Want to stay connected to Denton County? Watch for my column each month for updates and events happening in Precinct 3 and around the county.
Our Denton County Records Management Department
When you think of a “government record,” what comes to mind? Do you picture a file in a folder? Your birth certificate? Standing in line to fill out a form and renew your driver’s license? Maybe you envision a dark, secluded file room from a scene in your favorite crime show. All of these things have something in common: paper. However, in today’s world a majority of our business is conducted digitally. Think about it — when was the last time you sent a hand-written letter instead of an e-mail? Business in government agencies is no different. In Texas, a government record is defined as anything that documents public business, regardless of its physical format. This means that local governments like Denton County are responsible for efficiently creating and preserving all types of documents, including those that are created and stored digitally. So, you may be asking yourself, how does Denton County manage the massive amount of information created and received?
In 1989, the Texas Legislature passed the Local Government Records Act, recognizing that the citizens of the state have a right to expect, and the state has an obligation to foster, efficient and cost-effective government. This law recognizes the central importance of local government records in the lives of all citizens. In 1991, Denton County Commissioners Court passed the Denton County Records Management Program Resolution to lay out the policies and procedures for managing records across our local government. The records management division was assigned the task of assisting each county department with following these laws, policies and best practices for their records. As technology advanced over time and government records became increasingly integrated with technology, the need for greater control over digital records became apparent. To address this need, the records management division was reorganized to become a part of the Department of Technology Services in 2012.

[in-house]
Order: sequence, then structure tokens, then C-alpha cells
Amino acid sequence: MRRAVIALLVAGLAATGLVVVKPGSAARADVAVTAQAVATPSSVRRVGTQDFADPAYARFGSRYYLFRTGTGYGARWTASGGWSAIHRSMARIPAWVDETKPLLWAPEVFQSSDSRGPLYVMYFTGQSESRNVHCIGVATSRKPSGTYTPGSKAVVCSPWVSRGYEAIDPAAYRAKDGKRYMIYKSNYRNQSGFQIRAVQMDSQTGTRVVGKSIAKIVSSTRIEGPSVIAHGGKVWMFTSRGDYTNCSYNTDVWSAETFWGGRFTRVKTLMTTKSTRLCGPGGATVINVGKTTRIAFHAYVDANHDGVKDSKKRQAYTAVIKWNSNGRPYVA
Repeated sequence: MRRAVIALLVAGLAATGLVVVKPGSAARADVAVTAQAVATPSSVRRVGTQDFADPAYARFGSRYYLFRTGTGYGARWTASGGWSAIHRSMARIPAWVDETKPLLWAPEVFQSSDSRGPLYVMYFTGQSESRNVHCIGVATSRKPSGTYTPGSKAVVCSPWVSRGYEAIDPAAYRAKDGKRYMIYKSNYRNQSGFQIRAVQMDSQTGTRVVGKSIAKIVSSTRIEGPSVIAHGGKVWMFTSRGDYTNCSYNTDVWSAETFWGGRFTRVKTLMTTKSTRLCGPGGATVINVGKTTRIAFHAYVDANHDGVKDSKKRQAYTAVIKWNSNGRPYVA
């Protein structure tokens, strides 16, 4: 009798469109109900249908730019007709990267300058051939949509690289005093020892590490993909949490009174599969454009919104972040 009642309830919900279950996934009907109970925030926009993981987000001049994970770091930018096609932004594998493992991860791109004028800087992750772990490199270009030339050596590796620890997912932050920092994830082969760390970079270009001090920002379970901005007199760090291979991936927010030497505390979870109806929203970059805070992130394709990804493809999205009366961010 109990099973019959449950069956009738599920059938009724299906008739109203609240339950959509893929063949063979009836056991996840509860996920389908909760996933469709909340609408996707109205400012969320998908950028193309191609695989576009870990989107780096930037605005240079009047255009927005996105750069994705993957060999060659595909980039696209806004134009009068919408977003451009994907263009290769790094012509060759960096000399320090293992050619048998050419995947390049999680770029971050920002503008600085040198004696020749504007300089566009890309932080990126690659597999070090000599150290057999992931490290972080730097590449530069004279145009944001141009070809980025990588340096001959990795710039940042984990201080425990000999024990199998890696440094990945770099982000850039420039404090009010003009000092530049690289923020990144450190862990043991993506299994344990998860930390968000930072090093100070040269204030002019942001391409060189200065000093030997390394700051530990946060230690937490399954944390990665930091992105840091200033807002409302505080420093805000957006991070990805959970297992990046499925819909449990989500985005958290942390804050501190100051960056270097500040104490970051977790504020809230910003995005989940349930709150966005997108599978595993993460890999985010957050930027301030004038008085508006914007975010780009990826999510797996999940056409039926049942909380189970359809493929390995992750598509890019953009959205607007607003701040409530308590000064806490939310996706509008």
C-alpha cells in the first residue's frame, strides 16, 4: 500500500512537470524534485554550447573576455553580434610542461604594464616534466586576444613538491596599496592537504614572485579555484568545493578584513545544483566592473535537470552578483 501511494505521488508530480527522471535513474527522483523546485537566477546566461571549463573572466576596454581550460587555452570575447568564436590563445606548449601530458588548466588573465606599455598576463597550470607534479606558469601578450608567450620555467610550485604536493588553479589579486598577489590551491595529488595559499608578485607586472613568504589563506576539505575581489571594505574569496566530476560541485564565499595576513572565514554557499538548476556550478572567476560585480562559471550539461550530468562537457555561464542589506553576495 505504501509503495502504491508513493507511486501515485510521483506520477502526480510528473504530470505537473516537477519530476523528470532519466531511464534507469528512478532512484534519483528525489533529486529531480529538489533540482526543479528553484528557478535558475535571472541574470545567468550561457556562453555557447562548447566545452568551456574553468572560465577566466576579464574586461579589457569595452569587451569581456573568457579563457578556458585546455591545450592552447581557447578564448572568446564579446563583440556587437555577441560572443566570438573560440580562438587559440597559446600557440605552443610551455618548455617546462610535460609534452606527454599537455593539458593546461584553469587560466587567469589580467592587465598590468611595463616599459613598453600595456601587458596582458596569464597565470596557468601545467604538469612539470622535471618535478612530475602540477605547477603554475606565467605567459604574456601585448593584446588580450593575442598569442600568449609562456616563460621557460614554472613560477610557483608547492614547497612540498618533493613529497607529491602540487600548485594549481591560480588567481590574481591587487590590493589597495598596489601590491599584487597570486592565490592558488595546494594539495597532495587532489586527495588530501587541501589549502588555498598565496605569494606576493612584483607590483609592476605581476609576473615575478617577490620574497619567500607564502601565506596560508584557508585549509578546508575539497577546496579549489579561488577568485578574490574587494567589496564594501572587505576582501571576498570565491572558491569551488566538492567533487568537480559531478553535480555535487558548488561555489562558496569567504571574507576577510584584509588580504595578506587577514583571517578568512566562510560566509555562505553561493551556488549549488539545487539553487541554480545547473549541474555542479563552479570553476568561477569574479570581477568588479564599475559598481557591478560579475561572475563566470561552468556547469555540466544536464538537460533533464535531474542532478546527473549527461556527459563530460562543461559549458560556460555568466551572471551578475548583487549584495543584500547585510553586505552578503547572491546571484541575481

With more than 50 departments and more than 1,700 Denton County employees to serve, the records management division has their work cut out for them. The Denton County records management team is comprised of seven records technicians who complete digitization projects, provide customer service and consultation for each department and maintain our records center. The division is led by Denton County’s Records Management Officer (RMO), who is the senior records official ultimately responsible for ensuring the county’s compliance with state and local records regulations.
Denton County’s services and operations are diverse, and so are our records and the technology that creates and stores those records. For example, we have law enforcement records, health records, court records and even the documentation of our administrative departments like human resources and purchasing. All of these records are stored in various software applications and formats. To make the management of these records even more challenging, the same type of record may be stored in several different formats, even within the same office. It would be a daunting task for the records management division to manage everything alone. That’s why Denton County also has 67 records liaison officers in the various departments across our county. The liaisons are appointed by elected officials or department heads to be a point of contact for records policy implementation, training, and information sharing. Since records management policy can be confusing and sometimes complex, one of the main focuses of the records management division is outreach and training for records liaison officers and others within their departments.
Denton County Health Department and Services you may have never known about